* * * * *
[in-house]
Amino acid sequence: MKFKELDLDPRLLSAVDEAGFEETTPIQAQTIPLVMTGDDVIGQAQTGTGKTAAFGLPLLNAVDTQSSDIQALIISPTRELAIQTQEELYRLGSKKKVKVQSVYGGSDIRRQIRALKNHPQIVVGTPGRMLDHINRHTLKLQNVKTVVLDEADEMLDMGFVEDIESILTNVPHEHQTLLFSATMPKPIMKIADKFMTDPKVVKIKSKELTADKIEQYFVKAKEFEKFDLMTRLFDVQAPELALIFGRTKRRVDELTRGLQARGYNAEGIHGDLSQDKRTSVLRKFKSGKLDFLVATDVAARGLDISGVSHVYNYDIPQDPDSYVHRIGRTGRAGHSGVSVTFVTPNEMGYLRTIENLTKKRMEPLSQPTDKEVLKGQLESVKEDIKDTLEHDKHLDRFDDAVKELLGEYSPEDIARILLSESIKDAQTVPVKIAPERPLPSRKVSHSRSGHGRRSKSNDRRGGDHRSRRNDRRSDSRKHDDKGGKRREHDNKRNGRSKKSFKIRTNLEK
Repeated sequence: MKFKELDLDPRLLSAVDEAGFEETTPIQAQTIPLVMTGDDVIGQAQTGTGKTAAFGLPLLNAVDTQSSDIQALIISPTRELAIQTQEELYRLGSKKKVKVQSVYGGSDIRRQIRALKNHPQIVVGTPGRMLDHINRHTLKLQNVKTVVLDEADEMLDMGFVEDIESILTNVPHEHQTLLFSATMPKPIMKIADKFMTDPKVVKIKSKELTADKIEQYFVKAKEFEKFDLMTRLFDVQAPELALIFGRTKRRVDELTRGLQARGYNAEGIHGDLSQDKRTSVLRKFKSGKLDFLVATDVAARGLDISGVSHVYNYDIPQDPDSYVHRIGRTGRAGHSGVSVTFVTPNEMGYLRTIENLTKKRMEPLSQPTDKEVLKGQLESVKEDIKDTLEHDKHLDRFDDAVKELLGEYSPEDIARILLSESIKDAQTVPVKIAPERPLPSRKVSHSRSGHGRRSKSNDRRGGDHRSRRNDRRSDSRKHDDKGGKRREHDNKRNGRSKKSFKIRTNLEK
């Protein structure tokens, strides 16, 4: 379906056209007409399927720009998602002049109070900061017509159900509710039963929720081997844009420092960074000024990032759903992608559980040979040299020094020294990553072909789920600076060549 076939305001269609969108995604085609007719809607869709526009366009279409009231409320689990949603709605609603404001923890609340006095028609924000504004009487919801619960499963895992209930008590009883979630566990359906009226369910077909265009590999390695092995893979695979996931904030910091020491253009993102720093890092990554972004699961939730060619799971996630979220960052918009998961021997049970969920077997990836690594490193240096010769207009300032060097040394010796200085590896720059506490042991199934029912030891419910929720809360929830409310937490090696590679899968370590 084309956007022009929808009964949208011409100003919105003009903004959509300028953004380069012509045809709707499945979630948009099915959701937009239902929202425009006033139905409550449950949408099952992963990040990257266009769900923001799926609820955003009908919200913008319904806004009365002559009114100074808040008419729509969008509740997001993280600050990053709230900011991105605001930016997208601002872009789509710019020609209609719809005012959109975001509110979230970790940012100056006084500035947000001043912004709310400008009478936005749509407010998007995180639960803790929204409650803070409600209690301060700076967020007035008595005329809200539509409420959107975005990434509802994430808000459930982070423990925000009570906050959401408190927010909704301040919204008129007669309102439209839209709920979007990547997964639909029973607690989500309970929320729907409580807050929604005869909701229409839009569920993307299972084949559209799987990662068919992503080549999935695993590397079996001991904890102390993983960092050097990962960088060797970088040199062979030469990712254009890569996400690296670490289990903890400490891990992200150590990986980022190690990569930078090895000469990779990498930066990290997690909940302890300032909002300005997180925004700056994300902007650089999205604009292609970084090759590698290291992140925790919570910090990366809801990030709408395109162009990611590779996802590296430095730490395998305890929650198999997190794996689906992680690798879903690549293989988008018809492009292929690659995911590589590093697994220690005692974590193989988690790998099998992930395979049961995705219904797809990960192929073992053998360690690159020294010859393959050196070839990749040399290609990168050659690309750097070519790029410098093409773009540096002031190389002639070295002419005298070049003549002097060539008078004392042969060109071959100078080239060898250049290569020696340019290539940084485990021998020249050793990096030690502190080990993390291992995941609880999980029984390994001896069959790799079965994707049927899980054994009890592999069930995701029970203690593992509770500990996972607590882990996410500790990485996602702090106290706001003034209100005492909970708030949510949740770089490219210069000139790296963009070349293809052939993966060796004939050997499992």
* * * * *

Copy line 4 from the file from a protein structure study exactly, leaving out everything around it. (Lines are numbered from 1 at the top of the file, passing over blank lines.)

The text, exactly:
């Protein structure tokens, strides 16, 4: 379906056209007409399927720009998602002049109070900061017509159900509710039963929720081997844009420092960074000024990032759903992608559980040979040299020094020294990553072909789920600076060549 076939305001269609969108995604085609007719809607869709526009366009279409009231409320689990949603709605609603404001923890609340006095028609924000504004009487919801619960499963895992209930008590009883979630566990359906009226369910077909265009590999390695092995893979695979996931904030910091020491253009993102720093890092990554972004699961939730060619799971996630979220960052918009998961021997049970969920077997990836690594490193240096010769207009300032060097040394010796200085590896720059506490042991199934029912030891419910929720809360929830409310937490090696590679899968370590 084309956007022009929808009964949208011409100003919105003009903004959509300028953004380069012509045809709707499945979630948009099915959701937009239902929202425009006033139905409550449950949408099952992963990040990257266009769900923001799926609820955003009908919200913008319904806004009365002559009114100074808040008419729509969008509740997001993280600050990053709230900011991105605001930016997208601002872009789509710019020609209609719809005012959109975001509110979230970790940012100056006084500035947000001043912004709310400008009478936005749509407010998007995180639960803790929204409650803070409600209690301060700076967020007035008595005329809200539509409420959107975005990434509802994430808000459930982070423990925000009570906050959401408190927010909704301040919204008129007669309102439209839209709920979007990547997964639909029973607690989500309970929320729907409580807050929604005869909701229409839009569920993307299972084949559209799987990662068919992503080549999935695993590397079996001991904890102390993983960092050097990962960088060797970088040199062979030469990712254009890569996400690296670490289990903890400490891990992200150590990986980022190690990569930078090895000469990779990498930066990290997690909940302890300032909002300005997180925004700056994300902007650089999205604009292609970084090759590698290291992140925790919570910090990366809801990030709408395109162009990611590779996802590296430095730490395998305890929650198999997190794996689906992680690798879903690549293989988008018809492009292929690659995911590589590093697994220690005692974590193989988690790998099998992930395979049961995705219904797809990960192929073992053998360690690159020294010859393959050196070839990749040399290609990168050659690309750097070519790029410098093409773009540096002031190389002639070295002419005298070049003549002097060539008078004392042969060109071959100078080239060898250049290569020696340019290539940084485990021998020249050793990096030690502190080990993390291992995941609880999980029984390994001896069959790799079965994707049927899980054994009890592999069930995701029970203690593992509770500990996972607590882990996410500790990485996602702090106290706001003034209100005492909970708030949510949740770089490219210069000139790296963009070349293809052939993966060796004939050997499992």